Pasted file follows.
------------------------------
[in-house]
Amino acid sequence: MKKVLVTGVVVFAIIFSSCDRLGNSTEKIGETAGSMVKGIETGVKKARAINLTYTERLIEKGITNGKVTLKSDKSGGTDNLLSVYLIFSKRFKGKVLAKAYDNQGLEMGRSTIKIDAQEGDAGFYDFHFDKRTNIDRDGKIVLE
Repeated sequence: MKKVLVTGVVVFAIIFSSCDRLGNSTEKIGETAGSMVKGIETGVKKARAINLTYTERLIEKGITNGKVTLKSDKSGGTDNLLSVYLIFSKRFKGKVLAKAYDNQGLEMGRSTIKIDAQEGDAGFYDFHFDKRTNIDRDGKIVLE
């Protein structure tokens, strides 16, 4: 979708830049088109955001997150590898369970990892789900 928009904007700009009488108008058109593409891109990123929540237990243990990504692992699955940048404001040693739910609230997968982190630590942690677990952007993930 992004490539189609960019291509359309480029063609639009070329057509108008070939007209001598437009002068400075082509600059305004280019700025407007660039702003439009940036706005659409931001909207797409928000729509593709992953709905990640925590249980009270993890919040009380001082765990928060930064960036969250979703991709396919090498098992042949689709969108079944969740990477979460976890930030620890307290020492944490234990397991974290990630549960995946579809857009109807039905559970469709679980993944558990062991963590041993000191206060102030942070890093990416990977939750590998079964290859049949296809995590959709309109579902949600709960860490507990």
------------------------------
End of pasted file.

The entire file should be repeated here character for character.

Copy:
[in-house]
Amino acid sequence: MKKVLVTGVVVFAIIFSSCDRLGNSTEKIGETAGSMVKGIETGVKKARAINLTYTERLIEKGITNGKVTLKSDKSGGTDNLLSVYLIFSKRFKGKVLAKAYDNQGLEMGRSTIKIDAQEGDAGFYDFHFDKRTNIDRDGKIVLE
Repeated sequence: MKKVLVTGVVVFAIIFSSCDRLGNSTEKIGETAGSMVKGIETGVKKARAINLTYTERLIEKGITNGKVTLKSDKSGGTDNLLSVYLIFSKRFKGKVLAKAYDNQGLEMGRSTIKIDAQEGDAGFYDFHFDKRTNIDRDGKIVLE
């Protein structure tokens, strides 16, 4: 979708830049088109955001997150590898369970990892789900 928009904007700009009488108008058109593409891109990123929540237990243990990504692992699955940048404001040693739910609230997968982190630590942690677990952007993930 992004490539189609960019291509359309480029063609639009070329057509108008070939007209001598437009002068400075082509600059305004280019700025407007660039702003439009940036706005659409931001909207797409928000729509593709992953709905990640925590249980009270993890919040009380001082765990928060930064960036969250979703991709396919090498098992042949689709969108079944969740990477979460976890930030620890307290020492944490234990397991974290990630549960995946579809857009109807039905559970469709679980993944558990062991963590041993000191206060102030942070890093990416990977939750590998079964290859049949296809995590959709309109579902949600709960860490507990």